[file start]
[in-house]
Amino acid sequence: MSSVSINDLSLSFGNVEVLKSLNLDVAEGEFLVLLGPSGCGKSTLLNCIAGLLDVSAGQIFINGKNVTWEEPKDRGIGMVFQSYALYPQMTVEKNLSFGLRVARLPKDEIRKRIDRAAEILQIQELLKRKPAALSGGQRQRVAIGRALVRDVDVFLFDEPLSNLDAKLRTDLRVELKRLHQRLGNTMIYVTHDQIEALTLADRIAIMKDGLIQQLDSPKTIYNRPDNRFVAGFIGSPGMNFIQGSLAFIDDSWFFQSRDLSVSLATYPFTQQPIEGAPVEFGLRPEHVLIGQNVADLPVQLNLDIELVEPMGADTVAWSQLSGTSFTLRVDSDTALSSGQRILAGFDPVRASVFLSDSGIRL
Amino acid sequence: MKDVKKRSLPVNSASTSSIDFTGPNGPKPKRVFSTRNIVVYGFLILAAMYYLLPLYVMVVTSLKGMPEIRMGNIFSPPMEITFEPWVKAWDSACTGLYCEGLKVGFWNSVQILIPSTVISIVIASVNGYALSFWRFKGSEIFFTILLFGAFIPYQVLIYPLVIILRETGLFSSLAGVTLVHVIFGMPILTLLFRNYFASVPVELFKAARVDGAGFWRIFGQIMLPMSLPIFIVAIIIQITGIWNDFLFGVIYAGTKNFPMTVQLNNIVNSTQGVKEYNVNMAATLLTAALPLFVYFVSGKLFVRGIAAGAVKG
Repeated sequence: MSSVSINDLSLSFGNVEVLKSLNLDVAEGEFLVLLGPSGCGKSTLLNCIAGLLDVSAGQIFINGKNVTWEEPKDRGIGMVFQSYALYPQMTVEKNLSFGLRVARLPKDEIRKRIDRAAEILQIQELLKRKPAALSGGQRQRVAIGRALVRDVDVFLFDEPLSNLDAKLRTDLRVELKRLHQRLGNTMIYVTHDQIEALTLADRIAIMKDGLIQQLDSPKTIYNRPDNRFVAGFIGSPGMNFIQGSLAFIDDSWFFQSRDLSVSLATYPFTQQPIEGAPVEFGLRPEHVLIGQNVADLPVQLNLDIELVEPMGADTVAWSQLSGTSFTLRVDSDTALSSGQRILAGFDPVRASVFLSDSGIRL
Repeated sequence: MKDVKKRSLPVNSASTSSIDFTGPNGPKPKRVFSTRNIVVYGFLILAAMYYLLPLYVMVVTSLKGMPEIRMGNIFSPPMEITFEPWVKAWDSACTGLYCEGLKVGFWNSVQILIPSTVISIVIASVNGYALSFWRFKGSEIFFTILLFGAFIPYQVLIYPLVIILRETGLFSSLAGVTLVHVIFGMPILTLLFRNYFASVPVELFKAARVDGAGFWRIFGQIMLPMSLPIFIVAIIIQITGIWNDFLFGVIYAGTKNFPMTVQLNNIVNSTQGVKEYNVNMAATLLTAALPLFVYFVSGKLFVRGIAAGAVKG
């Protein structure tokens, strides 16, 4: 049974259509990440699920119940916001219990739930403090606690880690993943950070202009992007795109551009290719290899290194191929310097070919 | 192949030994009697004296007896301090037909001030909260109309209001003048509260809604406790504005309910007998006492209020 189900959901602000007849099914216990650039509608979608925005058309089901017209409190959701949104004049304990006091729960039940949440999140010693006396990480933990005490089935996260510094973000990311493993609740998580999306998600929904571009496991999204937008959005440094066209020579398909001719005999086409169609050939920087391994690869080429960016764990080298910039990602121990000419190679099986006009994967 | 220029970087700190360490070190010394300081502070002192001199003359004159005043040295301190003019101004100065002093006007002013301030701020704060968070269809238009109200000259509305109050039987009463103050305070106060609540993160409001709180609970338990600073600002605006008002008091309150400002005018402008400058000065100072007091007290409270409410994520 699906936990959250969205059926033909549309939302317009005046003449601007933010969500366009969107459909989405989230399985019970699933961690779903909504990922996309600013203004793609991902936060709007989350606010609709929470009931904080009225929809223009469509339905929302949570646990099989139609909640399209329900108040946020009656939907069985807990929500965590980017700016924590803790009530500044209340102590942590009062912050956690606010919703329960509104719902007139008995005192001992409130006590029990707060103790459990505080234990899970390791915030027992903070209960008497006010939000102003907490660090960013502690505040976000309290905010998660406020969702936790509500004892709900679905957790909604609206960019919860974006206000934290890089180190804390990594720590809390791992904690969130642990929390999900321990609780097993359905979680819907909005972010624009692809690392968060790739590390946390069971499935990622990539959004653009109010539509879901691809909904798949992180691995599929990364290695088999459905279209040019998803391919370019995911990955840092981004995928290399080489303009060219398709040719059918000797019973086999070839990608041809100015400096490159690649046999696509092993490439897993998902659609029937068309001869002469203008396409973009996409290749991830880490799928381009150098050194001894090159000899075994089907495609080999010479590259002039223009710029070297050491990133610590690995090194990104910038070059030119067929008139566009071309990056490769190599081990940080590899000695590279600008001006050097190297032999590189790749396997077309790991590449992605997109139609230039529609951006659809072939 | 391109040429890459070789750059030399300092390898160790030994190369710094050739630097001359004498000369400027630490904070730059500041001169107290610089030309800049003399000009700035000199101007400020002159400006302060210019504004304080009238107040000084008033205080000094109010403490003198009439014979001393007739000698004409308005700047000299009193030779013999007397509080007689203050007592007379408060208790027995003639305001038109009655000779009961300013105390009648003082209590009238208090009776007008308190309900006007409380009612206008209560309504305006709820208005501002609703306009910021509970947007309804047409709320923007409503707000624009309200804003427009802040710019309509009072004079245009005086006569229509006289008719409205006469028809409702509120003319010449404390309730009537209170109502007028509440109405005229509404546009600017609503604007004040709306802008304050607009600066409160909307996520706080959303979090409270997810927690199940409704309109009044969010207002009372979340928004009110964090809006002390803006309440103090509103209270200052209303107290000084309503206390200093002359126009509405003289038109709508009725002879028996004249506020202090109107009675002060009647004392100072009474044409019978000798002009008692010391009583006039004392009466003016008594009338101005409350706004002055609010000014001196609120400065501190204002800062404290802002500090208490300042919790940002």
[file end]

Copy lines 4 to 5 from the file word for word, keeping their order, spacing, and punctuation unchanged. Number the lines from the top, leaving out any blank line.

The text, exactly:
Repeated sequence: MSSVSINDLSLSFGNVEVLKSLNLDVAEGEFLVLLGPSGCGKSTLLNCIAGLLDVSAGQIFINGKNVTWEEPKDRGIGMVFQSYALYPQMTVEKNLSFGLRVARLPKDEIRKRIDRAAEILQIQELLKRKPAALSGGQRQRVAIGRALVRDVDVFLFDEPLSNLDAKLRTDLRVELKRLHQRLGNTMIYVTHDQIEALTLADRIAIMKDGLIQQLDSPKTIYNRPDNRFVAGFIGSPGMNFIQGSLAFIDDSWFFQSRDLSVSLATYPFTQQPIEGAPVEFGLRPEHVLIGQNVADLPVQLNLDIELVEPMGADTVAWSQLSGTSFTLRVDSDTALSSGQRILAGFDPVRASVFLSDSGIRL
Repeated sequence: MKDVKKRSLPVNSASTSSIDFTGPNGPKPKRVFSTRNIVVYGFLILAAMYYLLPLYVMVVTSLKGMPEIRMGNIFSPPMEITFEPWVKAWDSACTGLYCEGLKVGFWNSVQILIPSTVISIVIASVNGYALSFWRFKGSEIFFTILLFGAFIPYQVLIYPLVIILRETGLFSSLAGVTLVHVIFGMPILTLLFRNYFASVPVELFKAARVDGAGFWRIFGQIMLPMSLPIFIVAIIIQITGIWNDFLFGVIYAGTKNFPMTVQLNNIVNSTQGVKEYNVNMAATLLTAALPLFVYFVSGKLFVRGIAAGAVKG